• State v. Grange, No. COA09-605 (N.C. App. 4/6/2010), No. COA09-605.
    • United States
    • North Carolina Court of Appeal of North Carolina (US)
    • April 6, 2010
    ..."`Any object' in this context includes any part of the human body, including a finger." State v. Smith, 180 N.C. App. 86, 95, 636 S.E.2d 267, 273 (2006) (citing State v. Lucas, 302 N.C. 342, 345-46, 275 S.E.2d 433, 435-36 Defendant relies upon three basic arguments to challenge th......
  • State v. Comeaux, No. COA11–1289.
    • United States
    • North Carolina Court of Appeal of North Carolina (US)
    • December 31, 2012
    ...Gen.Stat. § 15–166, however, the court must comply with the rule set forth in Waller, see, e.g., State v. Smith, 180 N.C.App. 86, 98, 636 S.E.2d 267, 275 (2006); State v. Starner, 152 N.C.App. 150, 154, 566 S.E.2d 814, 816–17 (2002); State v. Jenkins, 115 N.C.App. 520, 525, 445 S.E.2d 622, ......
  • State v. Phachoumphone, No. COA17-247
    • United States
    • North Carolina Court of Appeal of North Carolina (US)
    • February 6, 2018
    ...of another person's body[.] ..." Id. § 14-27.20 (2015). A finger is an "object." State v. Smith , 180 N.C. App. 86, 95, 636 S.E.2d 267, 273 (2006) (" ‘Any object’ in this context includes ... a finger." (citation omitted)).During Tara's remote testimony, she demonst......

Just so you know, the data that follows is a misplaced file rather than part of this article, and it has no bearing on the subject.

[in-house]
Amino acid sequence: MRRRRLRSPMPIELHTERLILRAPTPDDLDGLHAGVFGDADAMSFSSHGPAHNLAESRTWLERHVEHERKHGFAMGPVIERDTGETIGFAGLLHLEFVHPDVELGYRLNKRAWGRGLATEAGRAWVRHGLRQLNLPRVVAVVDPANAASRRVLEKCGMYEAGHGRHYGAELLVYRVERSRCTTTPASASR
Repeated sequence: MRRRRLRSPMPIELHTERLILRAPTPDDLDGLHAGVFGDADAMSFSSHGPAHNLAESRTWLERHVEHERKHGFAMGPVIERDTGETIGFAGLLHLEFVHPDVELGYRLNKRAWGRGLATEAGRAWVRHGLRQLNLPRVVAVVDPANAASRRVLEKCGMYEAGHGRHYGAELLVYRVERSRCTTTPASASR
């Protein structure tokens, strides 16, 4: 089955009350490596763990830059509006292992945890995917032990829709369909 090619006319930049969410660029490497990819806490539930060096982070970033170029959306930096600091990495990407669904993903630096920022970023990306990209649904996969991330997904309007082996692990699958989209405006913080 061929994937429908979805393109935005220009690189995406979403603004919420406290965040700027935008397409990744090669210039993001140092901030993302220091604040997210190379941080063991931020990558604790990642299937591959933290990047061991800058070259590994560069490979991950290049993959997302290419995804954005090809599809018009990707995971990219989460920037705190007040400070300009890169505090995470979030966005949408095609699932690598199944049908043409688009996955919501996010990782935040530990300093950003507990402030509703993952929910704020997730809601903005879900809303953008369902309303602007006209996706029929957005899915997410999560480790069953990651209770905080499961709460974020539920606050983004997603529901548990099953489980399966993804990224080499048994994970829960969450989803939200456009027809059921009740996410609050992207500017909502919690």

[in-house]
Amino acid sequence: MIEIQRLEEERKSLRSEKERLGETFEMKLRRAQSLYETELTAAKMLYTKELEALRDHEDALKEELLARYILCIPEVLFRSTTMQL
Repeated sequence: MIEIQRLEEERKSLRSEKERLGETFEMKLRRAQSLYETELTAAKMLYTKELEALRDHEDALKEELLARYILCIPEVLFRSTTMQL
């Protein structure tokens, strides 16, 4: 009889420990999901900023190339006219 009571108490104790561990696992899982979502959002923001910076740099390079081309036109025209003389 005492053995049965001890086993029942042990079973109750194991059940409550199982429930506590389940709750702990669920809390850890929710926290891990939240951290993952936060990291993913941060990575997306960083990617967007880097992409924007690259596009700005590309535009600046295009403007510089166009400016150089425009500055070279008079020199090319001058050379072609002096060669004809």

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14 cases
  • Batts v. North Carolina, 5:21-HC-02239-M
    • United States
    • United States District Courts. 4th Circuit. Eastern District of North Carolina
    • January 6, 2023
    ...‘immoral, improper and indecent liberty'”), disc, rev, denied, 320 N.C. 516, 358 S.E.2d 530 (1987); State v. Smith, 180 N.C.App. 86, 92, 636 S.E.2d 267, 272 (2006) (“‘In general, an indictment couched in the language of the statute is sufficient to charge the statutory offense.'” (citation ......
  • State v. McPhail, No. COA13–1182.
    • United States
    • North Carolina Court of Appeal of North Carolina (US)
    • August 19, 2014
    ...to object to the trial court's decision and declined to take advantage of that opportunity. State v. Smith,180 N.C.App. 86, 98, 636 S.E.2d 267, 275 (2006). As a result, in light of the complete absence of any indication that Defendant expressed any disagreement with the trial court's decisi......
  • State v. Grange, No. COA09-605 (N.C. App. 4/6/2010), No. COA09-605.
    • United States
    • North Carolina Court of Appeal of North Carolina (US)
    • April 6, 2010
    ...omitted). "`Any object' in this context includes any part of the human body, including a finger." State v. Smith, 180 N.C. App. 86, 95, 636 S.E.2d 267, 273 (2006) (citing State v. Lucas, 302 N.C. 342, 345-46, 275 S.E.2d 433, 435-36 Defendant relies upon three basic arguments to challenge th......
  • State v. Comeaux, No. COA11–1289.
    • United States
    • North Carolina Court of Appeal of North Carolina (US)
    • December 31, 2012
    ...Gen.Stat. § 15–166, however, the court must comply with the rule set forth in Waller, see, e.g., State v. Smith, 180 N.C.App. 86, 98, 636 S.E.2d 267, 275 (2006); State v. Starner, 152 N.C.App. 150, 154, 566 S.E.2d 814, 816–17 (2002); State v. Jenkins, 115 N.C.App. 520, 525, 445 S.E.2d 622, ......
  • Request a trial to view additional results